So what went wrong?
Partly, there was an admirable devotion to scholarly integrity—that we as scholars had rules about what counted as a coup. The Center for Systemic Peace (CSP) coups codebook, for example, specifies: "Social revolutions, victories by oppositional forces in civil wars, and popular uprisings, while they may lead to substantial changes in central authority, are not considered coups d'état." And until Wednesday, true, nothing like that had quite happened.
But Wednesday's events qualify as a coup attempt (so far). The CSP codebook defines a coup as a "forceful seizure of executive authority and office by a dissident/opposition faction within the country's ruling or political elites that results in a substantial change in the executive leadership and the policies of the prior regime (although not necessarily in the nature of regime authority or mode of governance)." Well, we are seeing that right now, as Trump and his loyalists have consistently sought to thwart the legal casting, counting, and certifying of votes, including by bizarrely trying to suborn Vice President Mike Pence into choosing the next president. It can be difficult to determine intent with mobs and their instigators, but the organizers of the pro-Trump movements in online forums have been consistent and clear in their desire to overturn the results of the election and keep Trump in power, as has Trump himself in his tweets.
(And, no, you don't have to have military involvement to make it a coup—although the recent op-ed by all 10 living former US defense secretaries warning the military to remain in its barracks and support civilian government suggests that there may be reasons to worry about that.)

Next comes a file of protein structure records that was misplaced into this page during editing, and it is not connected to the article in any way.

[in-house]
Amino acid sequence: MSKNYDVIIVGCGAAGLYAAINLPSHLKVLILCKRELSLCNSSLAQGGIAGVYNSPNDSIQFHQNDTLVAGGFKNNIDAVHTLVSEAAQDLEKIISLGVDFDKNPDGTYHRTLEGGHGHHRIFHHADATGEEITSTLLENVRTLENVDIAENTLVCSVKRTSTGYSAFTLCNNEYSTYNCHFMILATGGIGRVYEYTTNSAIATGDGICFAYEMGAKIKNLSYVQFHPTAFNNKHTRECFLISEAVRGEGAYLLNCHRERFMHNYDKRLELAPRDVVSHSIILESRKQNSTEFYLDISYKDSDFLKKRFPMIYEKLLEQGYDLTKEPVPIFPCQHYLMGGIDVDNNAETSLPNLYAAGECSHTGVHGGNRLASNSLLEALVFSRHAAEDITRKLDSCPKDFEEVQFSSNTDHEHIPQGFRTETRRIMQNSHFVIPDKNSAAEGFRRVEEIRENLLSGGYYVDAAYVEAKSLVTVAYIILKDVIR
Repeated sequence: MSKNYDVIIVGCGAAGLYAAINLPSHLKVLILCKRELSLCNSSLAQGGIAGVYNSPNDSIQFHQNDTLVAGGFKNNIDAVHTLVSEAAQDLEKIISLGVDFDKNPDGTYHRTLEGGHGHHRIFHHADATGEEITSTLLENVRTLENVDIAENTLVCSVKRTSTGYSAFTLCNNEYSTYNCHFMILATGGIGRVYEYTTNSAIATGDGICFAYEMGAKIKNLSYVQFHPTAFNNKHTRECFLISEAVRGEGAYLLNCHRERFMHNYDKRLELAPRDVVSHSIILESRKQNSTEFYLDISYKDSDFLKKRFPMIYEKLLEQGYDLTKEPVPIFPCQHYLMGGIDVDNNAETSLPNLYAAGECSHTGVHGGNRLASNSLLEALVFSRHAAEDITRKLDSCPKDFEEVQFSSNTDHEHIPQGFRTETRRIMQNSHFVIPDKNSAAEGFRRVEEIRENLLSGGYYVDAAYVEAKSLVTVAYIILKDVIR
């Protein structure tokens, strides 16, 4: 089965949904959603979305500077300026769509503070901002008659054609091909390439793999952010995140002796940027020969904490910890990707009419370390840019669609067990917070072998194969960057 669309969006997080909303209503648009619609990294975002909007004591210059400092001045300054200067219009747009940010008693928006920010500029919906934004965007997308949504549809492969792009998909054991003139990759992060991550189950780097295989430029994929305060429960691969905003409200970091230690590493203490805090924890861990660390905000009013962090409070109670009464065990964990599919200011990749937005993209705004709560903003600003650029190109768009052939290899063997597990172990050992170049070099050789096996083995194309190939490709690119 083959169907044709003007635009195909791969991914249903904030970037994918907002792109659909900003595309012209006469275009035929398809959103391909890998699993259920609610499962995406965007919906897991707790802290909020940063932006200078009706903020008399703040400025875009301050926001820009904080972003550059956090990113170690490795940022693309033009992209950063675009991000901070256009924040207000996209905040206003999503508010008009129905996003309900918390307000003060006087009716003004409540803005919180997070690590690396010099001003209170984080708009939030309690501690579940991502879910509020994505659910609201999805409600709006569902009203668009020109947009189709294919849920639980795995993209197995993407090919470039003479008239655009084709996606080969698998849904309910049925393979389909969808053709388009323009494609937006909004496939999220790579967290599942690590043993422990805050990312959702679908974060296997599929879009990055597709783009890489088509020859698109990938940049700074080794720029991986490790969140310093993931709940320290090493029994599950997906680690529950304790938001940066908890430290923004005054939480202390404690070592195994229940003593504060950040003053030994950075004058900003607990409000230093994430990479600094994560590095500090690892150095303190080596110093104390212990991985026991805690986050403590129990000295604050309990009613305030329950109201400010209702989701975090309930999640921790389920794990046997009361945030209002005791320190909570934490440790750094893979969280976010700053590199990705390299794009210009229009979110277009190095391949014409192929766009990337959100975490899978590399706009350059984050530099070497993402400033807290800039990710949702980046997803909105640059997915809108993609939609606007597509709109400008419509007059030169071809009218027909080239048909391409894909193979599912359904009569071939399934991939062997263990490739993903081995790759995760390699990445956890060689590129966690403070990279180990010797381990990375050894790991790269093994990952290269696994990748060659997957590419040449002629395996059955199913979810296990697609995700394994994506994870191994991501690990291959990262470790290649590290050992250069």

Mostly, though, the optimists' reluctance to see what's in front of their faces has had less to do with scholarly integrity and more to do with wish-casting—making predictions because you want them to be true, not because the evidence supports it. For US political scientists, coups and paramilitary political forces are axiomatically things that happen out there.
Their study fits in the mainstream of comparative politics, which studies foreigners, not US politics (except for the small tribe of specialists in U.S. political development, who are well aware of the history of violence in the country's political history). Until Wednesday, Americanists modeled what election outcomes would be, not whether their results would matter—those questions mattered for others.
The United States is entering a dangerous phase. The monthslong transition, which those aware of how fragile US democracy is tagged as perilous months ago, still has weeks to go. The president remains in power. If there is an inauguration of President-elect Joe Biden, it will likely have to be held in a more secure location than the once sacrosanct steps of the Capitol.
As paranoid as I have been about the likelihood of serious problems breaking out, even I succumbed. Wednesday morning, after I read the Post article, I took my dog on a walk in my D.C. neighborhood (and, yes, I'm going to avail myself of the privilege of not revealing my location). We passed a hotel where some out-of-towners, not wearing masks, were standing. One of them complimented my dog for being beautiful. I thanked them. It was another fine morning in America.
Wearing their Trump hats, they headed off to the Capitol.
Paul Musgrave is an assistant professor of political science at the University of Massachusetts Amherst.
Disclaimer: This article first appeared on Foreign Policy, and is published by special syndication arrangement